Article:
A ROYAL GAME BAG. King Humbert, whose departure for the Valdieri was recently announced, has terminated his hunting expeditions for the present year. According to the Rome correspondent of the Morning Post, during the week of hunting King Anmbert, with the Prince and Princess of Naples, killed 230 chamois, more than 50 being included in the bag of the last day. Throughout the week the Princess of Naples gave proof of her skill with the rifle, and on the last day alone 14 chamois fell to her gun.
YoUIfd taen try to air their knowledge; old men try to avoid airing their ignorance. DESPATCH from San Domingo states that General JXtpinez has been elected President; and Senor Vasquez Vice-President of the Dominican Republic. THE death is announced of Shakir Pasha, who was appointed by the Sultan Inspector-General of the Anatolian provinoes after the Armenian massacres of 1896. COLOWSL YERMOLOTT, the Russian Military Attache, ts accompanying Major General Boutowsky, of the Russian Army Staff, in hirVitHs to mflitaiy ertabtfsh- vsnts in England.
THE NEGLECTED PORT OF LONDON. Some time ago the Liverpool Journal of Commerce drew attention to the condition of the navigable channels in the Thames, and expressed the opinion that the port would be a serious sufferer if the Con- servancy authorities did not at once increase their dredging plant. Recently the newspaper published the gist of a letter written by Mr. Alfred S. Williams, of the Atlantic Transport Company, giving the re- marks very striking point indeed, for it showed not only that the approaches to the docks of the metro- polis are disgracefully neglected, but that the respon- sible authorities are themselves actually misleading shipowners as to the condition of the channels. It can scarcely be credited that in July last, when the Atlantic Transport Company wrote to the Con- servancy authorities asking that the channel to Tilbury should be dredged so as to allow vessels drawing 30ft. to come up the river at all states of the tide, the reply given was to the effect that the re- sources at their command were not adequate to meet the enormous expenditure which would be entailed.
THE KAISER AND THE CARICATURES. The Emperor William, it seems, takes the keenest interest in the caricatures of himself which appear in the English comic journals. These were very plenti- ful during the period of the famous telegram which his Majesty sent to President Kruger, and it was his habit, when sitting with his family in the evening, to amuse himself with looking over the Punch cartoons. He would laugh at the caricatures of himself until the tears ran down his cheeks. A lady who has an intimate acquaintance with the Imperial household says that the Emperor entertains the deepest affec- tion for his Boyal grandmother indeed, the Queen is the one monarch of whom Kaiser William stands in awe. A good thing, too.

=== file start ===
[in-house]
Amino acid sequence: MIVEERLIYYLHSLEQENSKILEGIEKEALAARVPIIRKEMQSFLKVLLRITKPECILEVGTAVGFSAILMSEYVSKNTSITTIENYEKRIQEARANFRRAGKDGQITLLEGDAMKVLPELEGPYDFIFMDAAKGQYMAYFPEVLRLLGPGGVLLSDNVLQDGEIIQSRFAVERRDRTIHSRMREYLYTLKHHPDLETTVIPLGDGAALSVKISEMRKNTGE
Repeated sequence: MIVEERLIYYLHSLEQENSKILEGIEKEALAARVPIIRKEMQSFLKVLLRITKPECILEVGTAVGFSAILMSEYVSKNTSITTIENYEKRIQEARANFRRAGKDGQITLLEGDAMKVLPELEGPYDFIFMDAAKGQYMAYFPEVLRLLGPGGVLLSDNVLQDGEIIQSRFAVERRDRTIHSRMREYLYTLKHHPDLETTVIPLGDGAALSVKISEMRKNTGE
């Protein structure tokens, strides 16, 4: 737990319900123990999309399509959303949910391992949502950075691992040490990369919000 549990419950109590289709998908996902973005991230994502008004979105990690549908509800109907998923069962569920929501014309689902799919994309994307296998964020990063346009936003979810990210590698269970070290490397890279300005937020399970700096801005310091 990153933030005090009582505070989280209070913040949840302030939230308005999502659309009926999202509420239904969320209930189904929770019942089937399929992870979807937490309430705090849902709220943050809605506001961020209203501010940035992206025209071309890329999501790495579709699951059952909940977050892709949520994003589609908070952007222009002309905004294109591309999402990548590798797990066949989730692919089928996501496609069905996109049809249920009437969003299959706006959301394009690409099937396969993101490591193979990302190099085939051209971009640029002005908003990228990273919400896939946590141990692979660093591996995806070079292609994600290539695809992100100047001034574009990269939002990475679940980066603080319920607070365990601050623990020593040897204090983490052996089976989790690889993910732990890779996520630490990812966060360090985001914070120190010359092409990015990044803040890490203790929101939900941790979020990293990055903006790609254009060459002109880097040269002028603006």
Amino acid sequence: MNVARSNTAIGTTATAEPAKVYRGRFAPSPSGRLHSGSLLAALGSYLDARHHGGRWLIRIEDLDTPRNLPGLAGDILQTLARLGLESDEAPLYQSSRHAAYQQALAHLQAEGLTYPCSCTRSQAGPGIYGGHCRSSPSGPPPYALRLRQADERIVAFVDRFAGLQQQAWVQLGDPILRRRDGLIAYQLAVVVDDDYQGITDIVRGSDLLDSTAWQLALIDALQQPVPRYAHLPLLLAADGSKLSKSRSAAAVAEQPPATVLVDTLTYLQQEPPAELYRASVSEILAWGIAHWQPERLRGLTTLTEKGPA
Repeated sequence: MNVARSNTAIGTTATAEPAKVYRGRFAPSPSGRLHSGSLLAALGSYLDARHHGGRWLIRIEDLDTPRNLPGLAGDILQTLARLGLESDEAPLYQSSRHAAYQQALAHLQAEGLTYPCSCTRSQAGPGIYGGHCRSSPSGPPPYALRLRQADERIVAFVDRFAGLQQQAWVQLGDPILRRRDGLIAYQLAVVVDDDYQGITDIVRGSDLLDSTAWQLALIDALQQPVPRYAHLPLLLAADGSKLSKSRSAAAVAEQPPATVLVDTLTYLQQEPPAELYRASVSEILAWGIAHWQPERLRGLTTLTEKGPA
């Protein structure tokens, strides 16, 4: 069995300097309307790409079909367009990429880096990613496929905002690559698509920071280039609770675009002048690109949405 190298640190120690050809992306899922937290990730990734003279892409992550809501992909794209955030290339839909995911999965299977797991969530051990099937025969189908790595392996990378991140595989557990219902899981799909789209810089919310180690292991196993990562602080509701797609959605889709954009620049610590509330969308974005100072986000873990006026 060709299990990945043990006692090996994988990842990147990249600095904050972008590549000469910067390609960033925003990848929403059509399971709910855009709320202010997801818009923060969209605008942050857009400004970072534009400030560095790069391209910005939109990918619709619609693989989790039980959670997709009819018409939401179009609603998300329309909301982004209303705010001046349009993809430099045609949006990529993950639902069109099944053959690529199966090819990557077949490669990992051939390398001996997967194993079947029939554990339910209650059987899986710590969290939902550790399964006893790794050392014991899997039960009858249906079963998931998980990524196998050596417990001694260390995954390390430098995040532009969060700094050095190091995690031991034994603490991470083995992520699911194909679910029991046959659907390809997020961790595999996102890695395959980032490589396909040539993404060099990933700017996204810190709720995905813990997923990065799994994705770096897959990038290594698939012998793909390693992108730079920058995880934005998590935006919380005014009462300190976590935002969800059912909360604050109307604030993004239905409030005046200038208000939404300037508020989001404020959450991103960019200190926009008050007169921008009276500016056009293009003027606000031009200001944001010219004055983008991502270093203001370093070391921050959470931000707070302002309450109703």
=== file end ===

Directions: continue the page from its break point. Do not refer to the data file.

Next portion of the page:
A MOTOR WEDDING. Betrothed couples in Paris who go with the times I now drive in motor cars to church for the wedding ceremony. The latest of these up-to-date marriages has (says the Paris correspondent of the Telegraph) I been celebrated at Saint Germain l'Auxerrois, and I the very stones of the venerable sacred edifice, one et the most ancient in Paris, must have been shocked when this bridal party drew up to the porch, not in stately equipages, but in a long procession of some 20 horseless vehicles of the newest pattern. A large crowd had gathered to witness the arrival. Cheers went up mingled with humorous remarks when the cortege of motors appeared. The bride's and bride- j groom's carriages were decked out with white lilac, chrysanthemums, and ferns. The others were merely resplendent with brilliant new paint. After the cere- mony the party drove away to Saint Cloud, the mechanicians of the cars playing a kind of dis- cordant wedding march on the foghorns and trumpets.